A FTSE 100 share that could create generational wealth

A FTSE 100 share that could create generational wealth

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Image source: Getty Images

There are lots of ways that people try to build generational wealth. Some buy property that they pass down the line when they die. Others buy fine art, gold coins or other high-worth collectibles. But in my opinion, the best way to make long-term wealth is to buy FTSE 100 and FTSE 250 shares.

A quick glance at the long-term returns of these two London share indices shows why. The Footsie has delivered an 8% average annual return since it began in 1984. The FTSE 250, meanwhile, has produced an even better 11% average return since it started up in the early 1990s.

Remember that past performance is no guarantee of future profits. However, an average 9.5% yearly return for the two combined illustrates the potential returns that can be achieved by investing in UK shares.

With this in mind, here is a FTSE 100 share I think help could generate stunning generational returns.

Banking giant

HSBC's share price.
Created with TradingView

HSBC Holdings (LSE:HSBA) is one of the world’s biggest banking groups. It’s also the largest bank on the London Stock Exchange by market cap (its shares are worth a whopping £126bn).

The Footsie bank is looking increasingly to Asia to drive long-term profits. And who can blame it? A combination of explosive population growth and increasing personal incomes mean banking product penetration demand looks set to soar from current low levels.

Analysts at Statista predict banks’ net interest income will expand at a compound annual growth rate of 5.8% between now and 2029. This metric — which measures the difference between the interest banks get from borrowers and what they pay savers — is tipped to soar to $7.77trn by the end of the period.

HSBC has considerable financial strength it can use to capitalise on this opportunity, too. Its CET1 capital ratio improved to 15.2% as of March.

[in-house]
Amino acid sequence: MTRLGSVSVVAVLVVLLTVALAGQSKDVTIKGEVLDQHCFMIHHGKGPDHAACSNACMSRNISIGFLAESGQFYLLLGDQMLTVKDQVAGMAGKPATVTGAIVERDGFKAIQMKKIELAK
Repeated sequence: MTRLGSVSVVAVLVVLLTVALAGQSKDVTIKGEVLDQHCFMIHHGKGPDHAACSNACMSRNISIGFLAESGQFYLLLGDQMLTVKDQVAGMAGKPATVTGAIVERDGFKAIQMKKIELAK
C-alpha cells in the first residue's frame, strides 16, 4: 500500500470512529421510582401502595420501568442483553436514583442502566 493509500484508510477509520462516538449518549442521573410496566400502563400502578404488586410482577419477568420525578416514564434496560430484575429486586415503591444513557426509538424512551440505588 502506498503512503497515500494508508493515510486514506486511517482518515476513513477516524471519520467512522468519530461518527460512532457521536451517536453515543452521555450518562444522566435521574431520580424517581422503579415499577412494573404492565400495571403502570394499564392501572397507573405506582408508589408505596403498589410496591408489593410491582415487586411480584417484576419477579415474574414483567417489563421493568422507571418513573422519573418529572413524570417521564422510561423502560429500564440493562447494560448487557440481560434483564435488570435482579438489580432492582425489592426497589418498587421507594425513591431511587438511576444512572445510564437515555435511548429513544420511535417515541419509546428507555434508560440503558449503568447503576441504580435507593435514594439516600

Risk vs reward

Doubling-down on Asia doesn’t come without risk, however. Emerging markets tend to exhibit greater political and economic volatility compared to developed markets.

China’s economy is certainly suffering a prolonged slowdown. A steady cooling in the country’s property market is especially worrying. Data today (17 June) showed average home values plunging at their fastest rate for a decade in May.

But the risks this poses to HSBC’s profits forecasts seem baked into its rock-bottom share price, in my opinion.

Great value

Today the banking giant trades on a forward price-to-earnings (P/E) ratio of 6.9 times. Furthermore, its price-to-earnings growth (PEG) ratio comes in at 0.8.

A reminder that any reading below 1 indicates that a share is undervalued.

HSBC's price-to-book (P/B) ratio.
Created with TradingView

HSBC shares also look cheap when we consider the bank’s book value (total assets minus total liabilities). As the graph shows, its price-to-book (P/B) ratio stands at around 0.9, also below the value threshold of 1.

Finally, the dividend yield on the bank’s shares comes in at 9.1%. This makes it one of the biggest potential income payers on the FTSE 100 for this year.

HSBC shares aren’t without risk. But I believe that the Footsie bank has what it takes to deliver stunning investor returns over the long haul and is worth considering.

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